Your total is $10.75, I said to the older gentleman. While I was in high school, I worked part-time as a hostess for a family restaurant, I greeted, seated and rang up guests. As he looked through his worn out leather wallet, he said, “I used to be rich and miserable, now that I am broke and happy, I would rather be rich and miserable again.” I responded with a smile as I handed him his change and watched him walk out.
Many would argue money can buy happiness, while others would disagree that it cannot. Money fulfills our needs and wants through the instant gratification we get from the tangibles. We are unaware of that ephemeral feeling because it is easily replaced with the next ephemeral feeling from our next purchase. We fear losing money and not having it, but rarely do we ever fear having it and attaining it.
The association with money and happiness is common, while the common misconception with not having any money is worry and stress. A man with money can be as unhappy, worried and stressed as the man without any. Isn’t it ironic how we fail to see it’s no different? The stress and worry we put ourselves through isn’t from the inability to afford the things we have or don’t have, it’s the dependent mentality we’ve created that we need it to be happy. If we are unhappy with ourselves, no amount of money will fix that.
He used two words to describe his past, "rich" and "miserable." The luxury of money didn’t give him the happiness he was looking for nor did the things that came from having it. His wants changed as often as his unhappiness grew. He described his present self as broke and happy. He accepted the misfortune of losing everything and knew it was the beginning of finding what he was missing. Stripped from all material possessions, he found the meaning of his life.
He stopped concerning himself with having money to find what made him happy. He knew, should he have that opportunity to be in that same position again, his happiness would only carry over because he was no longer dependent on the ephemeral feeling of what money could give him. That man found the secret to happiness. In the brief conversation we had together, I was unknowingly being shared a lifelong lesson I would not fully understand until I was ready to, 6 years later.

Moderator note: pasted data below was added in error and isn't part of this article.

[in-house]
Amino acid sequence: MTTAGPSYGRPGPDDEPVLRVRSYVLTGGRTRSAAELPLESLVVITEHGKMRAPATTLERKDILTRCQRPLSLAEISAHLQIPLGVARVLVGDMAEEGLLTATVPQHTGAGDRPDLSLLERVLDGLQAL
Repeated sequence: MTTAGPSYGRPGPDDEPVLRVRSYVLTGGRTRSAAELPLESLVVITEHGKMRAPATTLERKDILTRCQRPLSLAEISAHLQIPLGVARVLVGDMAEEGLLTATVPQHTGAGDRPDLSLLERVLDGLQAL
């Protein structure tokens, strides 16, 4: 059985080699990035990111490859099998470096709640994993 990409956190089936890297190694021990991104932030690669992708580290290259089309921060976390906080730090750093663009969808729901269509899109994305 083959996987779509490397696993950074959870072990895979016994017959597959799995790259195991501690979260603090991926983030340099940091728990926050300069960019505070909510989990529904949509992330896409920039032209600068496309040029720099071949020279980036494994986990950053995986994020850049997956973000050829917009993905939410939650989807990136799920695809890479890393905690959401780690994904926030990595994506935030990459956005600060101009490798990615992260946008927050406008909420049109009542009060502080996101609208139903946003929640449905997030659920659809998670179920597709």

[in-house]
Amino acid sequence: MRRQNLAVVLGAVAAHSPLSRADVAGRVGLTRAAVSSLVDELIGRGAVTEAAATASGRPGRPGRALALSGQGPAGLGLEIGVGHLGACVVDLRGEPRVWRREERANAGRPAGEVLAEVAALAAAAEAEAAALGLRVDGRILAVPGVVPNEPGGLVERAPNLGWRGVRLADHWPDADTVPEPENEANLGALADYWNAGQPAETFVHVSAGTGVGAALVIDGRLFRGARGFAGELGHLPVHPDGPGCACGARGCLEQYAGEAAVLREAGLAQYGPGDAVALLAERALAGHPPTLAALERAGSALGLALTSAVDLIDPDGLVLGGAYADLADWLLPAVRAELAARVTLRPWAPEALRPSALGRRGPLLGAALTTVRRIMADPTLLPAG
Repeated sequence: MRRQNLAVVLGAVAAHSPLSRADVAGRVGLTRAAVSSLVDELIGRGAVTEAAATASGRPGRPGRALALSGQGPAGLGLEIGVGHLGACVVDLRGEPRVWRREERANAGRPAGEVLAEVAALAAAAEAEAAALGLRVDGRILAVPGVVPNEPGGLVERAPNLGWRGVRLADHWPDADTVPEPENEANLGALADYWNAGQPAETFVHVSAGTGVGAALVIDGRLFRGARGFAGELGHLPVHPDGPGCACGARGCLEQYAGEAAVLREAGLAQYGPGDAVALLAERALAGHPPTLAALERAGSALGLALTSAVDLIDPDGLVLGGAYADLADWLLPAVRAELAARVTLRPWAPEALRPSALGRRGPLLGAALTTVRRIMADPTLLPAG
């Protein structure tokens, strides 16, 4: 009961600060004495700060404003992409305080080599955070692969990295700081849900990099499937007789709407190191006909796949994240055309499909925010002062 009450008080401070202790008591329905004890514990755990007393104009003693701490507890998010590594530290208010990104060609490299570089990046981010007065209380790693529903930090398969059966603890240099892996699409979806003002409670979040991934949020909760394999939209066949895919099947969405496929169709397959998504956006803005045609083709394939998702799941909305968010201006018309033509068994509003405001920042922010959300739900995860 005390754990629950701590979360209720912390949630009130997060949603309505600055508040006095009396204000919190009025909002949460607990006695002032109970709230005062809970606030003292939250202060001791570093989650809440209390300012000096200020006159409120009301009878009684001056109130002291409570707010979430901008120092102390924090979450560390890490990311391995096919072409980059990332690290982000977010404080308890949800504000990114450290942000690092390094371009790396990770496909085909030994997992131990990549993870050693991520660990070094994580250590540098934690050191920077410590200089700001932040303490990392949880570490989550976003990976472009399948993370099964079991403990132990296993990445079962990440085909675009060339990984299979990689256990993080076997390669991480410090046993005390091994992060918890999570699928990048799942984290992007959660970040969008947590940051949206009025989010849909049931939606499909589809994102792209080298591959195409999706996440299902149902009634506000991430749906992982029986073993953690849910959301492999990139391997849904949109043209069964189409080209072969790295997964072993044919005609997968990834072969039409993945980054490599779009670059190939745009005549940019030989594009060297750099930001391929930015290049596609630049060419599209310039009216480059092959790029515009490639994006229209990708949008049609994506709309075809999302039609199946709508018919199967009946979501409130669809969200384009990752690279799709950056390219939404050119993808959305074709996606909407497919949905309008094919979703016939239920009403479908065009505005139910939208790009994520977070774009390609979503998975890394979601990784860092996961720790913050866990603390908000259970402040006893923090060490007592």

Why are we willing to do whatever it takes to make money? For most of us, it’s working the long hours at a job we hate for a company that focuses strictly on the bottom line. The more money we make for them, the more valuable we become. This explains why they are in business as well as our employer and why we are the consumer and still the employee. Money has no more value than the value others place on it. We are willing to sacrifice our time and well-being for a disposable title and salary, but are hardly ever willing to make the same sacrifices to make something of ourselves.
We’ve dreamed of coming into a large fortune through a promotion, a lottery scratch-card or a business of our own. We’ve dreamed of the possibilities of living a different lifestyle, having nicer things and the comfort of not feeling the need to work. Stop concerning yourself with what money can give you, then ask yourself what value money has to give you -- there isn’t any. We’ve concerned ourselves with having money when it is only a byproduct of what we do. When what we do fails to bring out the passion, drive and motivation within us, it is the result of our unhappiness.
Remember, nobody forces us to work the jobs we currently have. We made the choice to work there. We applied and were offered a job or were in need of a job, accepted any job we managed to get and settled. Money is simply a byproduct of being great at what you do. The money will continue to follow if you choose to do what you love and continue to be great at it.
Marie Dario | Elite.